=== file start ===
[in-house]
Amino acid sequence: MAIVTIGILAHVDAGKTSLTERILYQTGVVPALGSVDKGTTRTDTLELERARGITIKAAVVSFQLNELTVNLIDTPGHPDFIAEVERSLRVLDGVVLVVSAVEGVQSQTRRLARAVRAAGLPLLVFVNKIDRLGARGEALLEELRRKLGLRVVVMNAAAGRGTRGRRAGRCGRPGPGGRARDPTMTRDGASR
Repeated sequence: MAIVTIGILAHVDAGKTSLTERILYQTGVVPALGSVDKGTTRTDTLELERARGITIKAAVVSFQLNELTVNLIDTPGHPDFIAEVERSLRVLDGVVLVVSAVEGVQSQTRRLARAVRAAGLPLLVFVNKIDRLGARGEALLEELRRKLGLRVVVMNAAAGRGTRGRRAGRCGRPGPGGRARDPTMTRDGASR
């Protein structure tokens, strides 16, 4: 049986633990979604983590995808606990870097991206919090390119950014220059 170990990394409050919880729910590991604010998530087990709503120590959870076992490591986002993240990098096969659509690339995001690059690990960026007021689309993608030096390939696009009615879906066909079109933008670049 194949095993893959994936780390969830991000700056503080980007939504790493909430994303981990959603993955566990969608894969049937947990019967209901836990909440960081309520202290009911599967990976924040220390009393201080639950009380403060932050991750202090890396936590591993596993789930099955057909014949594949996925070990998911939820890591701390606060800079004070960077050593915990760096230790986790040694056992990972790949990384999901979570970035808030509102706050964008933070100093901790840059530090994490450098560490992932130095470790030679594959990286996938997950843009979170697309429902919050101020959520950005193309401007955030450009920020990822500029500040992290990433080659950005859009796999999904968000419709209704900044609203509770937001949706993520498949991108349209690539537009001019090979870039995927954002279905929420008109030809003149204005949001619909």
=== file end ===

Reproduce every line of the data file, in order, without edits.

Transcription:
[in-house]
Amino acid sequence: MAIVTIGILAHVDAGKTSLTERILYQTGVVPALGSVDKGTTRTDTLELERARGITIKAAVVSFQLNELTVNLIDTPGHPDFIAEVERSLRVLDGVVLVVSAVEGVQSQTRRLARAVRAAGLPLLVFVNKIDRLGARGEALLEELRRKLGLRVVVMNAAAGRGTRGRRAGRCGRPGPGGRARDPTMTRDGASR
Repeated sequence: MAIVTIGILAHVDAGKTSLTERILYQTGVVPALGSVDKGTTRTDTLELERARGITIKAAVVSFQLNELTVNLIDTPGHPDFIAEVERSLRVLDGVVLVVSAVEGVQSQTRRLARAVRAAGLPLLVFVNKIDRLGARGEALLEELRRKLGLRVVVMNAAAGRGTRGRRAGRCGRPGPGGRARDPTMTRDGASR
């Protein structure tokens, strides 16, 4: 049986633990979604983590995808606990870097991206919090390119950014220059 170990990394409050919880729910590991604010998530087990709503120590959870076992490591986002993240990098096969659509690339995001690059690990960026007021689309993608030096390939696009009615879906066909079109933008670049 194949095993893959994936780390969830991000700056503080980007939504790493909430994303981990959603993955566990969608894969049937947990019967209901836990909440960081309520202290009911599967990976924040220390009393201080639950009380403060932050991750202090890396936590591993596993789930099955057909014949594949996925070990998911939820890591701390606060800079004070960077050593915990760096230790986790040694056992990972790949990384999901979570970035808030509102706050964008933070100093901790840059530090994490450098560490992932130095470790030679594959990286996938997950843009979170697309429902919050101020959520950005193309401007955030450009920020990822500029500040992290990433080659950005859009796999999904968000419709209704900044609203509770937001949706993520498949991108349209690539537009001019090979870039995927954002279905929420008109030809003149204005949001619909």